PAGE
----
True Finns eccentric range of personalities remains its biggest problem and doubts remain about its government suitability to do with its unpredictability, sharply anti-establishment image and opposition to compromise. Its voters come from all parties and interestingly tend to be from the most radical ends. They are Social Democrats who think the Social Democrats have become too capitalist, they are Conservatives who think the National Coalition is too liberal, they are Agrarians who think the Centre Party no longer cares about the countryside. True Finns is now the largest party in the opposition. Most observers had expected it to be in the government after its triumph, but it appears the party was unwilling to cede the necessary amount of policy ground. The government is now defined by True Finns, however: a government formed, essentially, as an anti-True Finns coalition, but which will inevitably feel forced to give in to some of the party’s demands in order to win back PS voters.

The Centre Party (KESK) can, in a sense, make a claim to be Finland’s traditionally dominant party. It is not numerically dominant, the SDP wins the most elections, but it has been a member of the most governments. KESK has its beginnings in the Finnish Agrarian movement. The Nordic political spectrum resembles a triangle: urban left, urban right, agrarian centre. Agrarianism has several notable features. Firstly it is passionate about protecting the rural way of life, and so the Centre Party is often identified by its urban opponents with expensive agricultural subsidies. Agrarians are also highly decentralist due to suspicion of urbanised government elites and similarly they are Eurosceptic [ingrates – ED]. Farmers remain an important part of KESK’s base but they no longer make up enough of the population to win an election and so the party has come to be ideologically flexible and centrist. It has a wide ranging support. As the party at the Centre of the political spectrum it often acts as a ‘hinge party’, without which government formation is impossible. From 2003 until 2011 KESK was the largest party and lead the government.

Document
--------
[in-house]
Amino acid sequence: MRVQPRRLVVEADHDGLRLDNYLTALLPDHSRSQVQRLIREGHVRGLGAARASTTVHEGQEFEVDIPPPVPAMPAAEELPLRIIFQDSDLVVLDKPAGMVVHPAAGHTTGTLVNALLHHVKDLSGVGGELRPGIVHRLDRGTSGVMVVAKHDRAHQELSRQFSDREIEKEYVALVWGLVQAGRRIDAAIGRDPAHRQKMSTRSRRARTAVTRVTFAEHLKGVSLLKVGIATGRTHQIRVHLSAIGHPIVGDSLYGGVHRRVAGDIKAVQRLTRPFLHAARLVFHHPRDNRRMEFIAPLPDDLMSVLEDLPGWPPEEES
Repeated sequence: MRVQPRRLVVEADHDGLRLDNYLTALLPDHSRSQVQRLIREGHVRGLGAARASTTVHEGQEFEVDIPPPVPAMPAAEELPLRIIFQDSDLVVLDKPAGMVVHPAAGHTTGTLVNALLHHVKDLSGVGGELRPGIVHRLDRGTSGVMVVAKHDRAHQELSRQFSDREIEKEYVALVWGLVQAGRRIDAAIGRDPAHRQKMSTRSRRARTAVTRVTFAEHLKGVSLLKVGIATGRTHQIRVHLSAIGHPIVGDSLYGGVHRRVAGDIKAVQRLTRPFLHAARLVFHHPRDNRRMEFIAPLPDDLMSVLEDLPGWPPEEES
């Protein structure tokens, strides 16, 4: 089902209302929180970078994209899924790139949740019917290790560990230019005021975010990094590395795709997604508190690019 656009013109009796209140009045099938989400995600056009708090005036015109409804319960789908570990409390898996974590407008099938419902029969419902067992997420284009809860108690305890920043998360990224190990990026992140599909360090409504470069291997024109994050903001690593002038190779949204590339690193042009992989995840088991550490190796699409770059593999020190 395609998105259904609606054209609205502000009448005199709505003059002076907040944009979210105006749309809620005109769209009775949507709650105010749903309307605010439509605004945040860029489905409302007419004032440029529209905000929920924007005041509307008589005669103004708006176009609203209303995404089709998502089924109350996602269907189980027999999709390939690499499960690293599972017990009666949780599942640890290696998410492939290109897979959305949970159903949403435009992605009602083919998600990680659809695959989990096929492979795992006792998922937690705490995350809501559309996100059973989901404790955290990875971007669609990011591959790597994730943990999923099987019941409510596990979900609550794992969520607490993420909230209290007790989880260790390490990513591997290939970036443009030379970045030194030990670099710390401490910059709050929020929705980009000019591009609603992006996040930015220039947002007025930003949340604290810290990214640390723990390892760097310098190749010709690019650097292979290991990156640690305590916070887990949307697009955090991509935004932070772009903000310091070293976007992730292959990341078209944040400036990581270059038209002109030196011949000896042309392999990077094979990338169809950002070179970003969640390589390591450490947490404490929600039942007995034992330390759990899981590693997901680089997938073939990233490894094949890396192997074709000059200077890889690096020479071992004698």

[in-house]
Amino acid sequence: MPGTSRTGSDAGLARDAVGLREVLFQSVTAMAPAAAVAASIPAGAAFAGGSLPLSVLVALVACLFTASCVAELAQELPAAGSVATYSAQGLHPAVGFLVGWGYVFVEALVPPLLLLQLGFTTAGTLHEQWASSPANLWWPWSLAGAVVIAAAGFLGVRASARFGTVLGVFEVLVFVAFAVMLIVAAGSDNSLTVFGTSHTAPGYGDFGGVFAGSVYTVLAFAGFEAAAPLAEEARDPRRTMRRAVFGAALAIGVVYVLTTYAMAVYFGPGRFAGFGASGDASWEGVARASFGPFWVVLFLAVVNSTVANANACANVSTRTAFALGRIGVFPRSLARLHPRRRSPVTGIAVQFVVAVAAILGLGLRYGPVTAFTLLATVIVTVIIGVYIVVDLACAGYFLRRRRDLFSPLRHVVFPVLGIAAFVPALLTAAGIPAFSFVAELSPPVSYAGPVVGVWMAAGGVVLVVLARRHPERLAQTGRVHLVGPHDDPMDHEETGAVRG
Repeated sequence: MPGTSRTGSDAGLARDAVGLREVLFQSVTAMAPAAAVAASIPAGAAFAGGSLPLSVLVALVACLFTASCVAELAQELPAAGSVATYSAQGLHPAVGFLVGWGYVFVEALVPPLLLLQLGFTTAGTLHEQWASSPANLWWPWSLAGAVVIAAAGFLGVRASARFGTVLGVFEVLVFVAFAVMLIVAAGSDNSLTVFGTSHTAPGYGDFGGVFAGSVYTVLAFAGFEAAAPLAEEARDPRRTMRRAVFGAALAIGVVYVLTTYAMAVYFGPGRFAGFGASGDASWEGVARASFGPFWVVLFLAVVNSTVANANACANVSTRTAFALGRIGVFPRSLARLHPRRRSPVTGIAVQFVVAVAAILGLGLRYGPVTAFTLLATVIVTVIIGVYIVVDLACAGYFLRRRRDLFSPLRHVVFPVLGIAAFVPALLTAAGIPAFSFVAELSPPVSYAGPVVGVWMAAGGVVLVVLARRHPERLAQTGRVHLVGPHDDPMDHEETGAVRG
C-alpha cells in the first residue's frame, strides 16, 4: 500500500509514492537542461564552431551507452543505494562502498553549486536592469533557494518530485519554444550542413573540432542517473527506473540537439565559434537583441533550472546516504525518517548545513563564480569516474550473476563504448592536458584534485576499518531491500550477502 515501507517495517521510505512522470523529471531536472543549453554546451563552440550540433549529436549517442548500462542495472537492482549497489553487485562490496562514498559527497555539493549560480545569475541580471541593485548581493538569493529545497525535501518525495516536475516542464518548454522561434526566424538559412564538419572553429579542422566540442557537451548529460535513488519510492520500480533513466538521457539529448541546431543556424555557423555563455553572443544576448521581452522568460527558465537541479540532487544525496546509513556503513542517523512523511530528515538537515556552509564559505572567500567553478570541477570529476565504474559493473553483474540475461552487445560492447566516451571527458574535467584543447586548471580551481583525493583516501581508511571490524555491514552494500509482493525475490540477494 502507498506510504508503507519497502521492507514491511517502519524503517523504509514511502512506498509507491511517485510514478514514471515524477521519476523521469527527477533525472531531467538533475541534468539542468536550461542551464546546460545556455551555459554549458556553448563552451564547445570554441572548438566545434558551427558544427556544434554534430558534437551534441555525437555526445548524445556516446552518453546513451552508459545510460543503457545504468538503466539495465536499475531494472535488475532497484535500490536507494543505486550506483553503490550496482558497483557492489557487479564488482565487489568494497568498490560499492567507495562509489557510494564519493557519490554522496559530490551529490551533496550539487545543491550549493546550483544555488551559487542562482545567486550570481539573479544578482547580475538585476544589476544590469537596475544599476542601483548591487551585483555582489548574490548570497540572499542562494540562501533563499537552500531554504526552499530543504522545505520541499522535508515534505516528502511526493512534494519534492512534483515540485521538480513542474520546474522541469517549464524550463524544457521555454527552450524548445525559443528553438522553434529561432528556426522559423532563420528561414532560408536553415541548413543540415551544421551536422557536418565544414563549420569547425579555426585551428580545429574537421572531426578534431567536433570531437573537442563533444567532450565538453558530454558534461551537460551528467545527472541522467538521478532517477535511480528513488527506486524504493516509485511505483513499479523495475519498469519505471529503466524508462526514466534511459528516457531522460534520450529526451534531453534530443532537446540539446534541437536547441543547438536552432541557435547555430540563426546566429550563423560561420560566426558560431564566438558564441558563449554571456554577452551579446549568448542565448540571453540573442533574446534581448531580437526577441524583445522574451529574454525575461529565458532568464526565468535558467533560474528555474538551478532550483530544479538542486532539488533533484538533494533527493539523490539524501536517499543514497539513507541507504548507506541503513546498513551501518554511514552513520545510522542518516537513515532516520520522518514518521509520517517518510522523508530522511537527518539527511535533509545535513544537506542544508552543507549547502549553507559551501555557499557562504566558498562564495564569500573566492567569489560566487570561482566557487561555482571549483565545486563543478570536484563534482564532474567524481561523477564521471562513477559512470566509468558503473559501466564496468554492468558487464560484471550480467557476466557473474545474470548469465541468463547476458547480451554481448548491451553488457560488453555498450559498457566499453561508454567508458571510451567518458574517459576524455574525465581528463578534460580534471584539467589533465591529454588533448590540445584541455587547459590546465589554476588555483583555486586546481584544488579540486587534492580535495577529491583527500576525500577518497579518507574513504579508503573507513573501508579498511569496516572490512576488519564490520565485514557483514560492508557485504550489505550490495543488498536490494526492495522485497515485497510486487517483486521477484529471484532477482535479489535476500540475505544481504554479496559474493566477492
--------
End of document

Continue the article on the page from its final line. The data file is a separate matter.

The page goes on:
The party’s ideological flexibility, and long periods in government have given it a reputation for corruption. Despite the personal popularity of Premier Mari Kiviniemi KESK went from 23.1% and 51 seats, and largest party status to 15.8% and 35 seats, putting them into fourth place. Kiviniemi now leads the only opposition party besides PS.

The Left Alliance (VAS) is all that remains of Finland’s formerly massive Communist tradition. VAS is a democratic socialist party which is often directionless and seemingly incapable of halting its continual decline. It also has problems with internal division. Whereas the SDKL was once capable of actively winning elections VAS got only 8.1% of the vote and 14 seats this year. Its voters are generally considered to divide between nostalgic old blue-collar Commies and young hipster types. The party will encounter fresh issues now it has joined the KOK-led government as signified by the fact that two MPs left the party to sit in the opposition reducing the party caucus to 12.

‘Not left, not right, but forwards’. That’s what the Green League (VIHR) would have you believe in any case. The right tends to see them as a bunch of smelly hippies and the left sees them as traitors after they went into coalition with KOK and KESK in 2007. In truth the party probably leans more to the left than the right. They are the second biggest party in Helsinki. In 2011 they scored 7.2% of the vote and 10 seats, a drop of 5, a result of their ‘betrayal’.